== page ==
This car crash is the flashpoint, the excuse, if you will, for the unleashing of an onslaught of racial tension and anger. No, it’s not the frustration that your destination is so close but for the line of cars moving very s-l-o-w-l-y, or the fact that your little A-to-B car is constantly cut off by huge Hummers – no, the reason for the explosion of anger at the fender bender is race.
Paul Haggis, the writer and director of Crash, explains in one of the special features on this Very Special 2-disc DVD set that he is a 30 year resident of Los Angeles and wanted to make a “fair and accurate description” of what his city is like: racial and racist. Accordingly, the pen that writes the screenplay is made up of very colorful feathers: the African-Americans; the Persians; the Asians; the Hispanics; the Latin Americans; the Mexican-Americans; the Sandra Bullock. The other white feather on the table is for Mr. Haggis’ cap. Yankee’s doodling.
Mr. Haggis himself is a white, heterosexual male, and wrote Crash after penning the hugely successful Million Dollar Baby. This is not to say that he couldn’t have made a fair and accurate portrayal of race – and with it, class – in Los Angeles, but it is to say that his viewpoint from his inherent position of privilege puts his camera at a focal disadvantage.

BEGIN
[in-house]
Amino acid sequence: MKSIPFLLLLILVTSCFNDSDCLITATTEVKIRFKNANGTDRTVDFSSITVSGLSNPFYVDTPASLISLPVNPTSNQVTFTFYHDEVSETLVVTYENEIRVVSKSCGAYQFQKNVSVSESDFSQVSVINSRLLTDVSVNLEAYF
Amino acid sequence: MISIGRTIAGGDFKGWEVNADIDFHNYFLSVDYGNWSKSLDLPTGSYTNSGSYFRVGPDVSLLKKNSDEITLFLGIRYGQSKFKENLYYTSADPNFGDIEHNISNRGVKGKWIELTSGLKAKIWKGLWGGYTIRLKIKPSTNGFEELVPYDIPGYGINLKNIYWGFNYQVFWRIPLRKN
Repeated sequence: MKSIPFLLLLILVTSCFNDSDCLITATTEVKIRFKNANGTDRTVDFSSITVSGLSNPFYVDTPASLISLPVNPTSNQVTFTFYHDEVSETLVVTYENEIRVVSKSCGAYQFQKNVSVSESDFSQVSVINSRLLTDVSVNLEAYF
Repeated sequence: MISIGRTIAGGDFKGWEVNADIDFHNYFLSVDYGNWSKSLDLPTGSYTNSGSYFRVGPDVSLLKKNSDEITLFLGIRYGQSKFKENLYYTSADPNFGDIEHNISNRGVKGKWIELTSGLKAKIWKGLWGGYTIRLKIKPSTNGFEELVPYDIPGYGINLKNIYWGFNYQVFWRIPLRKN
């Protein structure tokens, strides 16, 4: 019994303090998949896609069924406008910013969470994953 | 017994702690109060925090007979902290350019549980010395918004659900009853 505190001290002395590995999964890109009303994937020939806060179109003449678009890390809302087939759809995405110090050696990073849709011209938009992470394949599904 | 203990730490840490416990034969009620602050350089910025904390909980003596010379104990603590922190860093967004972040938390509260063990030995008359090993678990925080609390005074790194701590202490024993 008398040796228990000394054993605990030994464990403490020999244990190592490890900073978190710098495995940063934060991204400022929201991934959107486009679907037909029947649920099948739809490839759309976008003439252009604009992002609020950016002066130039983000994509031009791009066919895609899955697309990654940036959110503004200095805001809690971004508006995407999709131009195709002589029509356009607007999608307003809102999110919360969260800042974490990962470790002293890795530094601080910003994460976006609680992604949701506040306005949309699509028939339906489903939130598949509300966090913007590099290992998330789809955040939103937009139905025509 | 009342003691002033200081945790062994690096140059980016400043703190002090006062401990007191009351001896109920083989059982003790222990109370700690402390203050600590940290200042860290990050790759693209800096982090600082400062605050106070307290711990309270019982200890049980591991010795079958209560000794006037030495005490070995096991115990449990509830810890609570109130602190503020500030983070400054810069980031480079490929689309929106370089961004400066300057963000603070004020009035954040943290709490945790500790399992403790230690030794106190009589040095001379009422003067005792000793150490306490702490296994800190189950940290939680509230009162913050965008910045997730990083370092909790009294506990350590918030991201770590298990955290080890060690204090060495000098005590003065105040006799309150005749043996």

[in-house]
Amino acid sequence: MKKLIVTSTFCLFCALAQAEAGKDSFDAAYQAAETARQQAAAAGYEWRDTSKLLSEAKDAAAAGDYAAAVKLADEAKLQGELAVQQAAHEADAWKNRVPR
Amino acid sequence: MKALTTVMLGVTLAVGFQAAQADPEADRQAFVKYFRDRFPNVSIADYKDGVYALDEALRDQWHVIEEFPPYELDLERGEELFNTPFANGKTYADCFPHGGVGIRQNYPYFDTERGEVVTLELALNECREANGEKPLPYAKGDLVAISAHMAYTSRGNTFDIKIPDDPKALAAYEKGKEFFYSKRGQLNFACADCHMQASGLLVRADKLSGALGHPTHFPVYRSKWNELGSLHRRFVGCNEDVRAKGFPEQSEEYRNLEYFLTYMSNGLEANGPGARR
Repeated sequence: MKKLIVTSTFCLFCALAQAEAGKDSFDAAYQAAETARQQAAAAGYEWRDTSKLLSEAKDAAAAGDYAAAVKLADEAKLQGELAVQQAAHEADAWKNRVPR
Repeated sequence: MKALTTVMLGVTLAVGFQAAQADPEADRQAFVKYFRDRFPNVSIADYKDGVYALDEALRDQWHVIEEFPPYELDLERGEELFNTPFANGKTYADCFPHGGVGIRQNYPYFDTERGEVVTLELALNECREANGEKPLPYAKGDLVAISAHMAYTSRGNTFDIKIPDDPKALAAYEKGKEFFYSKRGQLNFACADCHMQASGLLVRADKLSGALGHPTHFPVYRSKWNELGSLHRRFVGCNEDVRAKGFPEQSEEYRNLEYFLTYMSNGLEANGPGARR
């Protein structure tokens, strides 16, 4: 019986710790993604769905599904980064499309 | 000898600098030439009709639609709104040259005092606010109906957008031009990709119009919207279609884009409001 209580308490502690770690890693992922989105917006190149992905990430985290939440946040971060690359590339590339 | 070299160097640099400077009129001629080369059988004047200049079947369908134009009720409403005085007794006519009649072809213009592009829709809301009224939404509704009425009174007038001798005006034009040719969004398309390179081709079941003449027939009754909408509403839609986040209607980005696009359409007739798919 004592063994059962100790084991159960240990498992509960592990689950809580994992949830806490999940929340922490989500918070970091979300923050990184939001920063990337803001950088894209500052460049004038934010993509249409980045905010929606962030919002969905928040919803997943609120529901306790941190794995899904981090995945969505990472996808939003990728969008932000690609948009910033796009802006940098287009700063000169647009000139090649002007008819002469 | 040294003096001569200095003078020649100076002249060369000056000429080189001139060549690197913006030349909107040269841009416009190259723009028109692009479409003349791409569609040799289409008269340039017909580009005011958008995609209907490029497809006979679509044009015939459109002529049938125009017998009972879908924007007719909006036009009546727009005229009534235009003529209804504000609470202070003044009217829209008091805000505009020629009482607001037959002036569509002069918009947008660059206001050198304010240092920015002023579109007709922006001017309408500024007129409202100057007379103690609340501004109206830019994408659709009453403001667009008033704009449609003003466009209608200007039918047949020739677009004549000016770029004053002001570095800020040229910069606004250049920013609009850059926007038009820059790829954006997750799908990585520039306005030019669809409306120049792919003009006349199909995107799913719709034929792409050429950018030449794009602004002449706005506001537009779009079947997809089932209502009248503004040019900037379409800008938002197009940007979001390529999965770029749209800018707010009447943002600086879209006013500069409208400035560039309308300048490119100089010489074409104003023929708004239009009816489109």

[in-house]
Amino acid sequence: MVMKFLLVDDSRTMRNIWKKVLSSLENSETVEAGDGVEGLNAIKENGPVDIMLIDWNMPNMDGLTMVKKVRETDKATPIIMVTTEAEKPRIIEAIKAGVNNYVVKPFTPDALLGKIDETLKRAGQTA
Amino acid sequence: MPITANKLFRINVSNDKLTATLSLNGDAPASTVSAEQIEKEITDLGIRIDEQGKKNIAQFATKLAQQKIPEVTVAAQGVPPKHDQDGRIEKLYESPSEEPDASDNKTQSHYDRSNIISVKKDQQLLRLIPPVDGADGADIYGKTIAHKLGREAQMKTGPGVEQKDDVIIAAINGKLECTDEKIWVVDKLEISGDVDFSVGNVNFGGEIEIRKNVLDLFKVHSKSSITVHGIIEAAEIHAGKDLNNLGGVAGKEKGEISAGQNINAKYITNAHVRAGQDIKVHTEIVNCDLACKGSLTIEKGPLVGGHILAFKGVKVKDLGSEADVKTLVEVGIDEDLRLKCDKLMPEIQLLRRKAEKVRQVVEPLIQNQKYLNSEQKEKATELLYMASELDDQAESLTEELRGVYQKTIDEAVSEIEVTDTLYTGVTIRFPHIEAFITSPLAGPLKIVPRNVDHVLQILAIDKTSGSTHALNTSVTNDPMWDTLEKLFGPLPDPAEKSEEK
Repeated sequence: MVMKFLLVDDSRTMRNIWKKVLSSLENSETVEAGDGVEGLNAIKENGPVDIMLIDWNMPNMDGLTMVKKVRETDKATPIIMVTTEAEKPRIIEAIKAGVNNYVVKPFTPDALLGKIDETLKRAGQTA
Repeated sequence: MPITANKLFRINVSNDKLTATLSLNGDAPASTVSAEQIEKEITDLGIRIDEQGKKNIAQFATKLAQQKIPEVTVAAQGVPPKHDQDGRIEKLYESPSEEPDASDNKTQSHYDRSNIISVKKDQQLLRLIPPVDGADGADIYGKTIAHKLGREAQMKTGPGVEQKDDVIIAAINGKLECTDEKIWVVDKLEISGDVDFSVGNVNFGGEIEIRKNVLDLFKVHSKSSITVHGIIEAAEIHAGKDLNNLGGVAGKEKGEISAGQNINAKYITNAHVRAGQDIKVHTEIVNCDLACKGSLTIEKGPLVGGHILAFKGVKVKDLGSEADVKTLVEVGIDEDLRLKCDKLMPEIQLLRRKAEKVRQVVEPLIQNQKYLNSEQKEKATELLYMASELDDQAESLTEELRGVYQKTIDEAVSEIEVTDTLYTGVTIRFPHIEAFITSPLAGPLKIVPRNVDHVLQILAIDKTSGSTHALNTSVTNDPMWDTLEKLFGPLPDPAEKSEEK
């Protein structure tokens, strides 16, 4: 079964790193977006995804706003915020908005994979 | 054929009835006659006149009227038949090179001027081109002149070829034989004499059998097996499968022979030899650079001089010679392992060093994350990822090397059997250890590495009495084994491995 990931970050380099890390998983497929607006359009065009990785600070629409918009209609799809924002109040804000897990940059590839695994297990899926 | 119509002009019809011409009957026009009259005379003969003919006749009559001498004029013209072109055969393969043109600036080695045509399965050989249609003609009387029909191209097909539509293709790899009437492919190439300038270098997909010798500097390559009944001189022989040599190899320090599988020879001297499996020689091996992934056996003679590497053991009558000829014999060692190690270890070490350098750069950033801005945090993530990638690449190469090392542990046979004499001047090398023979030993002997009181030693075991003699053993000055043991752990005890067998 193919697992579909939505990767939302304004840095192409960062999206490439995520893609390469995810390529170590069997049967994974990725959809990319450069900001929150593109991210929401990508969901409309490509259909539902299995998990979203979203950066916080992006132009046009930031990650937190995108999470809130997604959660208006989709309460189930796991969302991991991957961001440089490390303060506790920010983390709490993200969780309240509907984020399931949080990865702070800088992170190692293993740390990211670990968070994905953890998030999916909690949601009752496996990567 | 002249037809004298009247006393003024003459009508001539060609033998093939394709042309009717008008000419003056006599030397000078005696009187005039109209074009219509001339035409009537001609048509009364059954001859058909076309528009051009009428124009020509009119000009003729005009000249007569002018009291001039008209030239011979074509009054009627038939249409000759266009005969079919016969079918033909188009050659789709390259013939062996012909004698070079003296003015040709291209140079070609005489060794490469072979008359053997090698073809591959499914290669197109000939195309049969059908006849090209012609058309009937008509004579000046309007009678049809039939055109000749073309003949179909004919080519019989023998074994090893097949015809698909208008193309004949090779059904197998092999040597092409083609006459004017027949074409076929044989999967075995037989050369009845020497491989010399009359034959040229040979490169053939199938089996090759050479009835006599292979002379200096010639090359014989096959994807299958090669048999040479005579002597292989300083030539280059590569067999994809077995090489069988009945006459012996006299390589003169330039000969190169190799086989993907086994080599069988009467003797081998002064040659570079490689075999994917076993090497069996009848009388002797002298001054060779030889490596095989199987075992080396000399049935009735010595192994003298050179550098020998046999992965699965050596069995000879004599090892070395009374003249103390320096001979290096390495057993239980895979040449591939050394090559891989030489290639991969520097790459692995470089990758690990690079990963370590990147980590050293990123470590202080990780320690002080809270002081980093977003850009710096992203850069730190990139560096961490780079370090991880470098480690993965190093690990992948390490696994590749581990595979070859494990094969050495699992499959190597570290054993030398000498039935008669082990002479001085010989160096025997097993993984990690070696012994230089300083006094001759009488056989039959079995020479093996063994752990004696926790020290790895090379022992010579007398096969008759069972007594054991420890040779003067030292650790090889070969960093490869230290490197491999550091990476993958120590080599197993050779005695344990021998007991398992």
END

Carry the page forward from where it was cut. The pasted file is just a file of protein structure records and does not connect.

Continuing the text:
The disadvantage, it turns out, is comprised of a two-dimensional lens. Try as they might, the characters who attempt valiantly to leap out of their stereotypes are shoved back into their creators’ neat little boxes with ugly bows on top. Anthony the African American, played by Ludacris, doesn’t understand why a white woman on the Westside would be scared of him, rightfully pointing out that, if anything, he should be scared — until he pulls a gun on her. He also does not steal from other black people – until he does. Then there is Hansen the White Rookie LAPD Officer who is disgusted by his white partner’s racism — and then shoots a black man in cold blood. The Persian store owner is angry that everyone believes him to be violent – and then points a gun at a Mexican-American man. There are a several more similar black and white threads throughout the film; what I learned is: people really need to figure out how to use their guns responsibly.